Europe is big and there are many countries to see but if you are planning a motorcycle trip, there are few things to know about beforehand. Signs, roads and road rules change vary from country to country. Beware of the rules or you must bear heavy fines. The following are some things to look out for and this is the expert tips and tricks for motorcycle touring in Europe. Before starting here is a tip, do detailed research on where you would be going.
First and foremost, whether in Europe can change especially in hilly areas, the alps and northern areas of Europe are known for it. So, you should always keep a rain suit with you, even better if you can ride with that on, or just get yourself gear that is waterproof or at least water-resistant. Motorcycle jackets, pants, etc. found here are quality gear, our UK brothers and sisters must check this one out.
Roads and signs here, are tricky. It is best to have a GPS with you, or you can use your phone with a local SIM. Paper maps help but not like a GPS. So, GPS or phone navigation is much better and recommended. Usually, a 5GB data SIM costs €25 and if you just use it for navigation it will last a month.
Usage of signals is mandatory, especially when entering and leaving the roundabout, changing lanes, and overtaking, in Pairs. European riders seldom use indicators though. Driving sides of the road also change so you better observe. Alcohol tolerance is zero and no relaxation will be given if you are found driving drunk, the blood alcohol level is 0.05. No license under the age of 18, it’s pretty common and knows. In France all riders must be wearing night visible colored jackets and helmets, failure to do so can cause fine. In Europe, most of the rides wear these too! If you want to purchase quality gear and most importantly buy it all from one place then why don’t you have a look here. Prices are economical whereas the quality is great.
Documents and License
An international license is required if you will be joining motorcycle groups or guided motorcycle tours. Make sure you pack your license before everything else. Bike’s registration and ownership documents along with any other documents like passport and taxes you have paid should be available and given to authorities on demand. It comes in handy and is useful to have the bike and travel insurance for tours and trips, check if your insurance offers this. Have all your documents ready at easily quick access location, you’ll have to provide them at the border.
If you want to avoid tolls and taxes, heavy traffic, road turbulence, go economic on the fuel then Avoid Motorways, Autobahn, Autoroute or Autostrada are the roads to stay away from. Going at high speed might attract you at first but it is dangerous, grueling, and gets the fuel tank empty quickly. On top of all that you would not be able to enjoy, the countryside, provisional roads are scenic. But if you are determined to do so, just keep in mind that do not stay in the fast lane, just go there when crossing or overtaking vehicles.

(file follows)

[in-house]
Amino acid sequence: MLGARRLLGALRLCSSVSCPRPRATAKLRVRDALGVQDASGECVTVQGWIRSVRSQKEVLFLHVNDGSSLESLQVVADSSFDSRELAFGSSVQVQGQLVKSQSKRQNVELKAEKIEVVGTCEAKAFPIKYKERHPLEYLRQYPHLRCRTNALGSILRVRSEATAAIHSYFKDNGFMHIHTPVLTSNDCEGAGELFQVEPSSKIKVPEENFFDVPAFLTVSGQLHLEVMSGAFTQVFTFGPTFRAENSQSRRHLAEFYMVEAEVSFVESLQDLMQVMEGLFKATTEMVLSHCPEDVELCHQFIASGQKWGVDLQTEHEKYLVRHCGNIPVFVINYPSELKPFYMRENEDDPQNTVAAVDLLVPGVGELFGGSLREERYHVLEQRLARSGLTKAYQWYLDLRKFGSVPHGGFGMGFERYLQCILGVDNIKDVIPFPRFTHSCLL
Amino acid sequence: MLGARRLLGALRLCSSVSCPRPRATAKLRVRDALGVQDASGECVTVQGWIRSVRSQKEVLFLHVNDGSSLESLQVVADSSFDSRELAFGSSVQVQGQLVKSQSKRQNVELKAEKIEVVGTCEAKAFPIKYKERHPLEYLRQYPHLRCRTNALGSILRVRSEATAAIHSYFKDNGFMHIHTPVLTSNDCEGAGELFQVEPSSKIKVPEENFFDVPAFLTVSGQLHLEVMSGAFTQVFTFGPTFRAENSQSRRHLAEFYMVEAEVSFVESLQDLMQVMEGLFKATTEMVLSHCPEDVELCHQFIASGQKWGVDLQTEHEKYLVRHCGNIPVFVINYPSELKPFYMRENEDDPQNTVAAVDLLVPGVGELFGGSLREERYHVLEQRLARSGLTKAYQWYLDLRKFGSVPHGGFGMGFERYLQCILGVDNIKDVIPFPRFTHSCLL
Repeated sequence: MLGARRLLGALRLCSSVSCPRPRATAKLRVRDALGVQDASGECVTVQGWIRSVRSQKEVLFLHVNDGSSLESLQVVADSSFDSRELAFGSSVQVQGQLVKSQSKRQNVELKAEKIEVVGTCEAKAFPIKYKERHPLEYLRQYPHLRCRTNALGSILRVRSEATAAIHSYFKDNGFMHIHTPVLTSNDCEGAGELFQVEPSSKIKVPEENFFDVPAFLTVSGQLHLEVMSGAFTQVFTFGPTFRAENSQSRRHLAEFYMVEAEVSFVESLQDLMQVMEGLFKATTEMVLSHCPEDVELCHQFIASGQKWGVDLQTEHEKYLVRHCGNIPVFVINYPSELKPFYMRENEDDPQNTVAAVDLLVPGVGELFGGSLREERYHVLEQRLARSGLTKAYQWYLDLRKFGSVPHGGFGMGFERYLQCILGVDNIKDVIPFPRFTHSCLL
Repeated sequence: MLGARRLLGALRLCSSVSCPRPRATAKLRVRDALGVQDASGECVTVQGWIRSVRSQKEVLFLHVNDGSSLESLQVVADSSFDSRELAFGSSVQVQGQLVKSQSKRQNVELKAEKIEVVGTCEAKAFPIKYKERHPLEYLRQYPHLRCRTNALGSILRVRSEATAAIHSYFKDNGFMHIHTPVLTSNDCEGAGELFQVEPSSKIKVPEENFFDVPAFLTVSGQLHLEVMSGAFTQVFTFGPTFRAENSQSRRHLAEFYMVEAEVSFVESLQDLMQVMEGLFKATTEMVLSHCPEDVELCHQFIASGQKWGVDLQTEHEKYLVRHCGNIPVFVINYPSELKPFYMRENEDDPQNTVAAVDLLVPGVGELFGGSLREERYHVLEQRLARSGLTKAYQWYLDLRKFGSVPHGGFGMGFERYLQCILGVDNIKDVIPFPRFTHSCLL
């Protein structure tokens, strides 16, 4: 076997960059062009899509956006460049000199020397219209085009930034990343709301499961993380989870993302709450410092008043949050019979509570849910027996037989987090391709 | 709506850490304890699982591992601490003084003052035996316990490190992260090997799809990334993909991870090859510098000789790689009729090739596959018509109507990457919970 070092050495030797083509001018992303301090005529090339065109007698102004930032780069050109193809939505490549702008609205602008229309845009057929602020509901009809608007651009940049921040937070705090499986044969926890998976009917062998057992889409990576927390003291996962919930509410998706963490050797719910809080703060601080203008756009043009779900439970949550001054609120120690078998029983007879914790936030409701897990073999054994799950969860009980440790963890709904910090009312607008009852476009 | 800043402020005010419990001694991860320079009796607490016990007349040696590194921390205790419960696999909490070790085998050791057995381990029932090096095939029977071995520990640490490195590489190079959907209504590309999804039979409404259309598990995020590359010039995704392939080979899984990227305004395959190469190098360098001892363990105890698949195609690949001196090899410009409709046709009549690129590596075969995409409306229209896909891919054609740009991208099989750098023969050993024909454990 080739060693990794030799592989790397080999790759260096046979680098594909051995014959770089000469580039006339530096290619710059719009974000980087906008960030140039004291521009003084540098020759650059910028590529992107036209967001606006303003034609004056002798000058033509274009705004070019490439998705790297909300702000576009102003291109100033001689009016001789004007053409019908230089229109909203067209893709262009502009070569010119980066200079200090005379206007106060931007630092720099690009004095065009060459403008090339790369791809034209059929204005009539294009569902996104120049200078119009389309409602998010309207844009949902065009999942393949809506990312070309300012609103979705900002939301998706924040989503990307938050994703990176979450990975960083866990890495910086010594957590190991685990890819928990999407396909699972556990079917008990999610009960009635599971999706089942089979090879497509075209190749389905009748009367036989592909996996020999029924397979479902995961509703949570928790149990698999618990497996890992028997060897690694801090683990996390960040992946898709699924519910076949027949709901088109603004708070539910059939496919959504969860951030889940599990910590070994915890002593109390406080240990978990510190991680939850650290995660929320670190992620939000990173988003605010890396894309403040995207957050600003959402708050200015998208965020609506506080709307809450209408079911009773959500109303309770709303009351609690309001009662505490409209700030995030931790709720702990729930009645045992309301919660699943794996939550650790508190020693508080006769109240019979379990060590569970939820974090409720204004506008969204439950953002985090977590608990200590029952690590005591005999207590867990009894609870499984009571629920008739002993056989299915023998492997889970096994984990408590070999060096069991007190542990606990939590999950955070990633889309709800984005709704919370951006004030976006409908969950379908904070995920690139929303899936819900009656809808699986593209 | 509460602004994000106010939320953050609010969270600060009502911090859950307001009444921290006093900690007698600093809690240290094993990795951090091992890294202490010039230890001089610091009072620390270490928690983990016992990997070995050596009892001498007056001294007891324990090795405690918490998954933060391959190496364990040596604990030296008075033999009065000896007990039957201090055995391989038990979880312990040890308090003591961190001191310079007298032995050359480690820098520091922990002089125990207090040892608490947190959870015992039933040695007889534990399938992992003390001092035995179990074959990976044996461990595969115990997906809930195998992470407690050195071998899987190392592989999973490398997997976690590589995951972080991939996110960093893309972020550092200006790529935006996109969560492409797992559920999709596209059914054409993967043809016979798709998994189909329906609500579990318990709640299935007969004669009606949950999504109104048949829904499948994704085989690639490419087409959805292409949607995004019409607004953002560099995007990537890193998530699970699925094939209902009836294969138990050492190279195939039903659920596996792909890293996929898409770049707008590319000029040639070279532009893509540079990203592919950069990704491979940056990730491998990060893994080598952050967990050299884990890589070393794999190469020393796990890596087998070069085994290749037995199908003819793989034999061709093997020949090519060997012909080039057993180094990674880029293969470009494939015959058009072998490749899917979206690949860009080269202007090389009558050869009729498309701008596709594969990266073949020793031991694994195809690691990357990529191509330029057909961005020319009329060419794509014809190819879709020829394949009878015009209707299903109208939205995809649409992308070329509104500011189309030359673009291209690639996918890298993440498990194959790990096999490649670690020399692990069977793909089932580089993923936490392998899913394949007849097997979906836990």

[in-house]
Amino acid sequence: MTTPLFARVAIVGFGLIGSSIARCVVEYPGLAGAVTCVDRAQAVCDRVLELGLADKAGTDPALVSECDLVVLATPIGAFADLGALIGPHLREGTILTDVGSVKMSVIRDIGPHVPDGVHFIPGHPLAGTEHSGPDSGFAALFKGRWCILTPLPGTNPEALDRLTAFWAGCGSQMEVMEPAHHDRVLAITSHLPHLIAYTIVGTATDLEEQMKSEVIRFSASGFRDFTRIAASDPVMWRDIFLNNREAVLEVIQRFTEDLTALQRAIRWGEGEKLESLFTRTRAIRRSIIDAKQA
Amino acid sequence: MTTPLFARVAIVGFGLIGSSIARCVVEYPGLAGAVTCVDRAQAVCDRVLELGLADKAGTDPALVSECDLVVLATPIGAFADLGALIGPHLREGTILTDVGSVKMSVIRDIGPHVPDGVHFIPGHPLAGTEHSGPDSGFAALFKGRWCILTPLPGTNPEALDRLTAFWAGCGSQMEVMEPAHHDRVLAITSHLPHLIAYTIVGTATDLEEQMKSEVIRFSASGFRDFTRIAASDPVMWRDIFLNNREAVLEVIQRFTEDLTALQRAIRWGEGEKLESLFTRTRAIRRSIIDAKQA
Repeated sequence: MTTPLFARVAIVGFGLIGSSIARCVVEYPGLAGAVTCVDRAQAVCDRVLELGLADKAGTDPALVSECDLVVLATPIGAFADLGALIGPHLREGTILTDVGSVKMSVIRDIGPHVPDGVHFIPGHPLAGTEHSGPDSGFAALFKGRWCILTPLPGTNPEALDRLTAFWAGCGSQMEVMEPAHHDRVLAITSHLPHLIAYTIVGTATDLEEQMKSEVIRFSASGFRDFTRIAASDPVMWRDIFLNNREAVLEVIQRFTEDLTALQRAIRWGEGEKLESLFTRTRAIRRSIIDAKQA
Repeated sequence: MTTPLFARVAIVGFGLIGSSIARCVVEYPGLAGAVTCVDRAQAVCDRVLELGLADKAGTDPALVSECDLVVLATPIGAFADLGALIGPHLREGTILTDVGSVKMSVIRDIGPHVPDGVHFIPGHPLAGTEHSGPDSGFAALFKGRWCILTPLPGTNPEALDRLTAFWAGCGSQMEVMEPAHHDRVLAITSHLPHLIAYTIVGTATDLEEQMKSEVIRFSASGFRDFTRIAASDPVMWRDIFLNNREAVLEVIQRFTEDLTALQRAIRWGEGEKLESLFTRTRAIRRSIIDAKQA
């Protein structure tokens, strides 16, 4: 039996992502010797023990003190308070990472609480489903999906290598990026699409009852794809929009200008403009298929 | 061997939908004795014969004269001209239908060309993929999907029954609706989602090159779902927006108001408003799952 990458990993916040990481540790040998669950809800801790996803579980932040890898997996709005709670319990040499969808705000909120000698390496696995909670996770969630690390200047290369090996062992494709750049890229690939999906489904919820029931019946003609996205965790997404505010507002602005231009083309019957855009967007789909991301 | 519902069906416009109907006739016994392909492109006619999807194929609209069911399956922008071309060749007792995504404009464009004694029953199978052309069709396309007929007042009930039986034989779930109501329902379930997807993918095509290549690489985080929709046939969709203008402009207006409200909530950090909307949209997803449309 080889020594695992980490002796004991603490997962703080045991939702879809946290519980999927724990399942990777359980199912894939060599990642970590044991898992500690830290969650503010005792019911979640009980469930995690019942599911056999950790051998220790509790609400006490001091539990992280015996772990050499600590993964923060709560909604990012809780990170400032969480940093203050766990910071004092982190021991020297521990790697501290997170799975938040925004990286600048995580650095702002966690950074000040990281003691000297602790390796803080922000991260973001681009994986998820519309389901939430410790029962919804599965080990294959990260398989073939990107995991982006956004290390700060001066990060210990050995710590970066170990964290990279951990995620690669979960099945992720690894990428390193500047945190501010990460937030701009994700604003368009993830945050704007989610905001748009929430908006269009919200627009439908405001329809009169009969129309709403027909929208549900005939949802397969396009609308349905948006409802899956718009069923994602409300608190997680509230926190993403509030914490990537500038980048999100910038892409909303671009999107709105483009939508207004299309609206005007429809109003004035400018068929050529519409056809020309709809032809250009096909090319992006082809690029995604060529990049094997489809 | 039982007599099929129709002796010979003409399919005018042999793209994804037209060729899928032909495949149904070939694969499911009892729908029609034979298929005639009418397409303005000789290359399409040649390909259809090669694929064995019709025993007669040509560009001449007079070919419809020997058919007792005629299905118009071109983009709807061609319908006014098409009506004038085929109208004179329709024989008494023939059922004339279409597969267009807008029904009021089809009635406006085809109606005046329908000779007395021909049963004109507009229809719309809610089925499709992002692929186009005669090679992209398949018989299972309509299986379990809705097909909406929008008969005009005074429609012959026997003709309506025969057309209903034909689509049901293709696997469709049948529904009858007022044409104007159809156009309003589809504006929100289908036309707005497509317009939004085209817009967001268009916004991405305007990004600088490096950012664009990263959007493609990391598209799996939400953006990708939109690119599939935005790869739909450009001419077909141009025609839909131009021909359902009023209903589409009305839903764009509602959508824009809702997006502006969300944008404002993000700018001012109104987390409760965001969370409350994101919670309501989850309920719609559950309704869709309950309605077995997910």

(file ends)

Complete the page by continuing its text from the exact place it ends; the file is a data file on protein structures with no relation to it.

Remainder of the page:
No matter how fast you are going there is always someone faster. Whatever you do, if you are on motorways, do not stay in the left lane! Motorway police are always patrolling and you can be fined if not following the law properly. Observe speed limits no matter where you are, they tend to change with the area you are in.
Tools and Taxes
At most of the places, you must pay the toll and tax so it gets expensive because of that. Carry change with you all the time. However, the parking scene is easy you can park almost anywhere where parking signs are placed. Things can get a little tricky so make sure if other vehicles are parked there, on the other hand, some places only allow residents to park. Do not block any sidewalks, footpaths, roads, and pedestrian blocks.
Transponders do not work cross borders, weird right, so there is no point in getting one if you would be traveling across the border! Vignette stickers are necessary if you don’t want to be fined. Police cars can detect these even at high speeds. If you want to enter a green zone then having a green zone sticker is also necessary, your motorcycle should be according to Euro 3 emission standards or you will be fined, in low emission zone.
Splitting and filtering lanes
Riding between lanes of slow-moving traffic is known as lane filtering. Some European countries allow you to do that and you will often be honked at if you are not filtering to the front and taking filtering space. Mostly lanes are narrow, even at single-lane you can drive in between or oncoming traffic for overtaking. Just do not try this type of adventure in France and Switzerland.
Speed cameras are in action all over and some countries are very strict about those, fines could be expensive. Countries like Switzerland, Finland, etc. won’t let you go and you can end your emptying your pockets. Observe speed limits carefully and especially for tunnels. The sings are in km/h where the driving side is right whereas they are in m/h where the driving side is left.
Speed limits also change with the weather, bad weather conditions can limit speeds for motorways to 110 km/h and 90 km/h otherwise. During winter speed limits are also reduced, just be careful of that.
Filling up the tank
Mostly you can fill up with automatic browser machines with notes and cards. I refrain from using my card mostly to stay safe from scams and skimmers. Some stations don’t have that so you’ll have to instruct the person what and how much you need and they will fill it up for you, while you sit on the bike. If you are instructed otherwise act consciously and know what you are doing, don’t just give anyone your bike.
Stay safe, ride safe, enjoy and have fun.
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